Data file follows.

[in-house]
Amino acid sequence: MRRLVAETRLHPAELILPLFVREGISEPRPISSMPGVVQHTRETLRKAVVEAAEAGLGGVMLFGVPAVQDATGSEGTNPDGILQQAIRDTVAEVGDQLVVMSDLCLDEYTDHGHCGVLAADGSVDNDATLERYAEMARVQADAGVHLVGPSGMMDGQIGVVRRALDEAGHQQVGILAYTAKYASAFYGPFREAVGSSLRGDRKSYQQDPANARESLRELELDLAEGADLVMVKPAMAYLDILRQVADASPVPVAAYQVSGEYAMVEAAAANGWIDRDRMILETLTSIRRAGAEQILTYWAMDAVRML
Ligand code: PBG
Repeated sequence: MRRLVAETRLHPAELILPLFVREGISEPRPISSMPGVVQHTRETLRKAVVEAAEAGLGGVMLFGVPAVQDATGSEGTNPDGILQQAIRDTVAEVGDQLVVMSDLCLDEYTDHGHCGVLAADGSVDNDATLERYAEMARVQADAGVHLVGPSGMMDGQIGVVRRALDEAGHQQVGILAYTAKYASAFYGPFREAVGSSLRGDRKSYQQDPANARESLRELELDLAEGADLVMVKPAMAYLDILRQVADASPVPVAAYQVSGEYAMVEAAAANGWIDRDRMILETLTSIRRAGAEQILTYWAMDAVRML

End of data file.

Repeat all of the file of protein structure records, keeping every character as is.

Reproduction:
[in-house]
Amino acid sequence: MRRLVAETRLHPAELILPLFVREGISEPRPISSMPGVVQHTRETLRKAVVEAAEAGLGGVMLFGVPAVQDATGSEGTNPDGILQQAIRDTVAEVGDQLVVMSDLCLDEYTDHGHCGVLAADGSVDNDATLERYAEMARVQADAGVHLVGPSGMMDGQIGVVRRALDEAGHQQVGILAYTAKYASAFYGPFREAVGSSLRGDRKSYQQDPANARESLRELELDLAEGADLVMVKPAMAYLDILRQVADASPVPVAAYQVSGEYAMVEAAAANGWIDRDRMILETLTSIRRAGAEQILTYWAMDAVRML
Ligand code: PBG
Repeated sequence: MRRLVAETRLHPAELILPLFVREGISEPRPISSMPGVVQHTRETLRKAVVEAAEAGLGGVMLFGVPAVQDATGSEGTNPDGILQQAIRDTVAEVGDQLVVMSDLCLDEYTDHGHCGVLAADGSVDNDATLERYAEMARVQADAGVHLVGPSGMMDGQIGVVRRALDEAGHQQVGILAYTAKYASAFYGPFREAVGSSLRGDRKSYQQDPANARESLRELELDLAEGADLVMVKPAMAYLDILRQVADASPVPVAAYQVSGEYAMVEAAAANGWIDRDRMILETLTSIRRAGAEQILTYWAMDAVRML